Parents “Hold the Key” To Teen Driving Safety


teenage boy smiling and holding car keys while in the driver's seat, Parents "Hold the Key" To Teen Driving Safety

Earlier this month a Cobb County teen passed away after sustaining injuries in a head-on collision. He had lost control of the car he was driving and crossed the center line hitting another vehicle. His passengers were also teens and were injured in the crash. Our hearts go out to his family and the families of the injured in this accident.

With nearly two decades of experience in my Gwinnett County personal injury and accident law practice, I counsel and represent many families dealing with life after serious injuries of all kinds. One of the ways I seek to use my knowledge in this area, is prevention. And there is no more important effort than protecting our kids. That is why I want to advise parents about what they can do to help their teens stay safe on the roads.

Recently, we posted about the dangers of teen driving. Today, I want parents to understand that there is something they can do to help. As many people know, motor vehicle accidents are the leading killer of our teens. The good news is that parents can really make a big difference in teen driving safety.

The CDC, among many other agencies, including our Georgia Department of Motor Vehicles, has great advice for parents in helping their kids be safer drivers. Here are some important reminders about how parents hold the key to teen driving safety.

1. Get in the car with your teen. Time behind the wheel is a gift to your teen. They need to practice with you. They need to get their seat belts on and avoid driving at night.

2. Parents need to make sure that they are keeping their teens compliant with Georgia’s GDL laws and Joshua’s Law.

3. Parents need to talk with their teens about driving safely and get an agreement in writing with them. Talking with your teens about the importance of following the rules of the road is vital. Download this parent-teen driving agreement and talk with your teens about what it means and how important it is that they honor it. When you both sign it, it can be placed in a prominent location for all to see and serve as a reminder of what you have all agreed to within your family about driving safety.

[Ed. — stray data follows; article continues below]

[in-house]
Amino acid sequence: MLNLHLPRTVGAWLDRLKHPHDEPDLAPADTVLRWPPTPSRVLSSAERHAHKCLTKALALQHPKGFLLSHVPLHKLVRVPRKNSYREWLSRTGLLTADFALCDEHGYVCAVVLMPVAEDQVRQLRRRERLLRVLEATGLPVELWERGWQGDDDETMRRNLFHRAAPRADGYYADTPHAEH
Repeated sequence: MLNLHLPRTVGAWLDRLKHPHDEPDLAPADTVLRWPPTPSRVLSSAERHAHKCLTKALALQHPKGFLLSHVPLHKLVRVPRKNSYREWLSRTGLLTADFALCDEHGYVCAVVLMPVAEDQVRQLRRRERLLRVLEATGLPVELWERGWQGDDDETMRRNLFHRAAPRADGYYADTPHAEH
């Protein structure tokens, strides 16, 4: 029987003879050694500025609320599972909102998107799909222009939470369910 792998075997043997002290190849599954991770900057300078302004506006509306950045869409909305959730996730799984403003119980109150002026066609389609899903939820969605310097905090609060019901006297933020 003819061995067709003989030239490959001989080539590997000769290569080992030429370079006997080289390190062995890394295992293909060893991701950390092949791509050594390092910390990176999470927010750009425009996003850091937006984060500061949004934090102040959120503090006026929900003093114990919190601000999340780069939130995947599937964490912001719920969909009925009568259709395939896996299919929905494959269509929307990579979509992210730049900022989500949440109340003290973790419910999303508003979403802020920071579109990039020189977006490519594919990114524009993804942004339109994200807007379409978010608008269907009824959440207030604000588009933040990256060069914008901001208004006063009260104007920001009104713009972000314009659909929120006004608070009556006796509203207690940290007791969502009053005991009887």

4. Set a great example. Well before your children can drive a car, they are watching you. Make sure you are leading by example and follow the rules of the road carefully. Do not use your cell phone, text or engage in other behaviors you would not want your teen to engage in while driving. Keep your cool and know that your kids are absorbing all you do while on the road.

5. Spread the word about the importance of teaching teens to drive well and safely. Use your own social media vehicles like Facebook and Twitter to tell other parents about programs they can use to teach their teens about the importance of safe driving.

On the cautionary side, below is a list from the CDC, providing the eight reasons why teen accidents are more likely to occur and what you can do to lower the risk of accidents and injuries.

First, is driver inexperience, because it is a stark fact that most crashes occur in a teen’s first year of driving.

Second, is driving with other teen passengers. Most states, including Georgia, restrict the age at which a teen driver is permitted to drive other teens and the number of others they are permitted to have in their car. Make sure you know Joshua’s Law and download the Georgia Department of Motor Vehicles, Teen Driving Guide.
Third, is to avoid driving at night.

Fourth, is not wearing seat belts. We all know that seat belts can help avoid serious injury and death. Teens must know that when they get in the car, the first thing to do is buckle-up.

Fifth, is driving distracted. We all know that texting can be deadly and that other activities like talking on the phone and even using the radio can lead to a serious accident. Make sure your teens understand the very real dangers of failing to focus on driving and only driving.

Sixth, is driving when when tired.

Seventh, is reckless driving, including tailgating and speeding.

Eighth, is driving impaired.

Please keep your teens safe on the roads by becoming well-educated as parents about these issues. There is nothing more important that you can do to protect your teens on the roads.

Scholle Law  sponsors this blog and specializes in serious injury and accident cases. Please contact Scholle Law if you have been injured in an accident in the Atlanta, Georgia area. We do not charge for case evaluation and can meet with you in one of our conveniently located offices throughout the metro region.